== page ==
And that's where Michael's publishing experience began, with the book of the voyage quickly becoming a bestseller of more than 50,000 copies. True to his IT roots and passions, he had already embraced digital photography, and his Starship book was the very first coffee table book to feature more than 50% digital content.
The voyage over, Michael sold the boat and was headed to Madagascar when he stopped by South Africa's 'Mother City' of Cape Town and promptly lost his heart to her. He built a house on the Atlantic Seaboard, using this as a base for countless visits to the nature reserves of Southern Africa. Much of this was thanks to a friendship with Wilderness Safaris, who gave him freedom of access in return for the use of his images - a truly symbiotic relationship.
The beautiful body of work that quickly developed was crying out to be shown to the rest of the world, and that's where publisher Hendrik teNeues came in. He quickly realized the value of his old friend's content, and the book AFRICA was launched to massive acclaim in 2006. "Poliza has taken wildlife and landscape photography to a new level," the Cape Times raved in September 2006. Great Britain's Daily Express was no less unequivocal: "If ever a book could take your breath away, this is the one." ABC's Good Morning America selected it as one of the best coffee table books of that year, with the New York Times acknowledging: "It is unlikely to change the way you think about Africa. But it might change the way you think about photography."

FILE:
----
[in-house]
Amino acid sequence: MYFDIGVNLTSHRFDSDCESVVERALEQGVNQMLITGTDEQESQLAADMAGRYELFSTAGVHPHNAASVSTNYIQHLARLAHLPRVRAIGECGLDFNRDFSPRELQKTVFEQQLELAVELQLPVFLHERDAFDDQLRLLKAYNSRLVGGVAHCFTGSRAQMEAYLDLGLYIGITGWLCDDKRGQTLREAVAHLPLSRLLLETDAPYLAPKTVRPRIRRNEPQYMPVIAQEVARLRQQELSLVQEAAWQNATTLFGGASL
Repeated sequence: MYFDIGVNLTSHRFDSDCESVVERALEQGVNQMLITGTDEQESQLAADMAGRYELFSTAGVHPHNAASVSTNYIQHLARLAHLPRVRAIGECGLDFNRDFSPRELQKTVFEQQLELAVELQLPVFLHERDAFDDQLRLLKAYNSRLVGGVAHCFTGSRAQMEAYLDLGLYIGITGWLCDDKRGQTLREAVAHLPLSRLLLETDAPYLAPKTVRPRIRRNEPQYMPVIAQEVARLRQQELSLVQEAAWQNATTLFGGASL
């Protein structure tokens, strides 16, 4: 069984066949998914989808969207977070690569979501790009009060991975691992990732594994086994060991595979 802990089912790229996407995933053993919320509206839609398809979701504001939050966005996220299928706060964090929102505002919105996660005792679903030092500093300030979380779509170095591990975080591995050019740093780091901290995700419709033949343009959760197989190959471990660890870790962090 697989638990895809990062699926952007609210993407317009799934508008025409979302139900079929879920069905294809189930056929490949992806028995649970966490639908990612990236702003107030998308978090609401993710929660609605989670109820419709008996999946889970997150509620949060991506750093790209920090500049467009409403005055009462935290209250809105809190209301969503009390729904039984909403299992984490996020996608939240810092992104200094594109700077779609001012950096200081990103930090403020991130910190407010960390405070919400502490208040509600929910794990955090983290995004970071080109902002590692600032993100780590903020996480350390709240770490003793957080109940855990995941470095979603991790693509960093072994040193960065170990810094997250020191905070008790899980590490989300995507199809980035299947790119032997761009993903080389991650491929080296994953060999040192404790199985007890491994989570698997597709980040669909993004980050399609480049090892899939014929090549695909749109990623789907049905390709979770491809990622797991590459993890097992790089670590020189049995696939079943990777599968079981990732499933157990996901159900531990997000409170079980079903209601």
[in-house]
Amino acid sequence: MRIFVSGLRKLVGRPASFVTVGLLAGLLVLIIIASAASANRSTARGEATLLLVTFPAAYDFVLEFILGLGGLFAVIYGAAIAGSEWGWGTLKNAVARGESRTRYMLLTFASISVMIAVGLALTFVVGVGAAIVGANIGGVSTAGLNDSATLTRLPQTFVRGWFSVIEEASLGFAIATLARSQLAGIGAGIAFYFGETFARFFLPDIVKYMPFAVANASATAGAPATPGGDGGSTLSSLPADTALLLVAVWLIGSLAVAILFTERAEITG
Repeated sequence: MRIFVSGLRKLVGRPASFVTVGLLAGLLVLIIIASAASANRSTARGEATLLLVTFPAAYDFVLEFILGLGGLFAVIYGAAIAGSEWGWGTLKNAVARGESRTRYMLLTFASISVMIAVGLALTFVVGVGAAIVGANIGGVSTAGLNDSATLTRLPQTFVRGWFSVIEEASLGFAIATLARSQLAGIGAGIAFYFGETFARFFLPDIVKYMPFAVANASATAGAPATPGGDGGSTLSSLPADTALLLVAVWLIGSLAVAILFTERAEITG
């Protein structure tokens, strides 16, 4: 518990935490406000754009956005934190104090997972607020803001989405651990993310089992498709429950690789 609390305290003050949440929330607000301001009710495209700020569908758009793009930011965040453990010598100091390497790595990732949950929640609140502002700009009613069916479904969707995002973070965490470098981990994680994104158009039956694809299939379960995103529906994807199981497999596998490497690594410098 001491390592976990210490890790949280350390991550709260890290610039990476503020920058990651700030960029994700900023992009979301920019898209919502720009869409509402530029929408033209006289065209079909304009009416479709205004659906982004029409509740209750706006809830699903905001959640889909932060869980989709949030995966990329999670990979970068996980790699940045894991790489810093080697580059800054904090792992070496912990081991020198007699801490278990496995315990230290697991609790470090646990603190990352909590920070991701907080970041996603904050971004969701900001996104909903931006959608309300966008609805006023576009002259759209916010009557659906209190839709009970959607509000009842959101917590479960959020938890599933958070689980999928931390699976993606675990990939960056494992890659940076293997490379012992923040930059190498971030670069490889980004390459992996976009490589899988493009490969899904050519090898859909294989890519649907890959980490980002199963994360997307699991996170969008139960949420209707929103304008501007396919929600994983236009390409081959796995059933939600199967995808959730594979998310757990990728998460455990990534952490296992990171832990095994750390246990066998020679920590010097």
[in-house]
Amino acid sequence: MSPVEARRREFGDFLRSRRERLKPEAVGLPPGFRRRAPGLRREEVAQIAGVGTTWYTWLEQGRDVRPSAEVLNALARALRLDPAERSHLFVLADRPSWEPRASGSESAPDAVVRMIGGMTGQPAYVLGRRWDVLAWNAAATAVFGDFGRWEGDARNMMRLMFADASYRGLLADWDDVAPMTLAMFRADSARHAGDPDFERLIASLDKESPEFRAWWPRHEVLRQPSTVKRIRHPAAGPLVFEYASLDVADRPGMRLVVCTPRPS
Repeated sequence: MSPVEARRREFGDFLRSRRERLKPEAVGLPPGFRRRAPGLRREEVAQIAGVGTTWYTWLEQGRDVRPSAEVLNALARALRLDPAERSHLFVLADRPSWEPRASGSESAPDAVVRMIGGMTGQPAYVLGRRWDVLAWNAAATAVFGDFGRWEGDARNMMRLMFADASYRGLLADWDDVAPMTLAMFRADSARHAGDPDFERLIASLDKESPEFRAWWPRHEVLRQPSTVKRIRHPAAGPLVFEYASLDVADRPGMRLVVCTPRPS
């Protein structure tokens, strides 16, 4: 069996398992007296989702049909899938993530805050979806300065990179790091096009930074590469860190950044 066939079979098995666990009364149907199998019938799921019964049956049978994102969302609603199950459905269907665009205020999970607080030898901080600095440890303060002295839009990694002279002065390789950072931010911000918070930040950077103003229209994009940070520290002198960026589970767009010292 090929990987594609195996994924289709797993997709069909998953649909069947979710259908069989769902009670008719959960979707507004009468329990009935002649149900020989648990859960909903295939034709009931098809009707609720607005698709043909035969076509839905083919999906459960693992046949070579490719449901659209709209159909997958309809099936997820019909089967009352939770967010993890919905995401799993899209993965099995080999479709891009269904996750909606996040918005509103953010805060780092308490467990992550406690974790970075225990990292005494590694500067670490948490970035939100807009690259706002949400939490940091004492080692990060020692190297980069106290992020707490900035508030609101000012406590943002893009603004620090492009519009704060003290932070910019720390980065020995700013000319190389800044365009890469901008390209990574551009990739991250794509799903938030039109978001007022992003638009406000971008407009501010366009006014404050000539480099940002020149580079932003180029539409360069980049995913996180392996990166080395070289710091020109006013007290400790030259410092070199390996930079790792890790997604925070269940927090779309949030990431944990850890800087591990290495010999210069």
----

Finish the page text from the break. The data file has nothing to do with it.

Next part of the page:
EYES OVER AFRICA followed suit to equal acclaim and success, being named as Book of the Year 2009 in both Germany and the USA. The result of an aerial journey from Michael's birthplace in Hamburg to his new house in Cape Town in his friend Stefan Breuer's helicopter, the book provided a bird's-eye view of the continent, showcasing nature's graphics and man's impact in surprising and powerful ways.
Finally done with the heat of Africa, Michael found himself focused on the world's cooler climes: Antarctica and the Arctic. The resultant ANTARCTIC, published in 2009, is a touching and opulent coffee table book, which insightfully portrays the beauty and fragility of polar life.
ANTARCTIC was a milestone in Michael's life for another reason: it took his eyes off Africa, and after finishing his work on the polar regions, he chose to return to Hamburg as his base, where he opened his own gallery. Not only did this provide a new headquarters for the Michael Poliza Photography enterprise, but it also offered opportunities to revive old friendships and associations, and in December 2009 he was named as an ambassador of the World Wildlife Fund (WWF).
The intent all along had been to photograph Australia next, but Michael could not shake off his love of Africa. Having seen first-hand how the football World Cup could transform a country, he could not miss the opportunity to celebrate the first ever World Cup on African soil. So a new plan was quickly hatched: head back to South Africa for just a few months. Australia could wait. There was only one thing for 2010: SOUTH AFRICA.
Update: Michael has published CLASSIC AFRICA and KENYA in 2010 and 2011.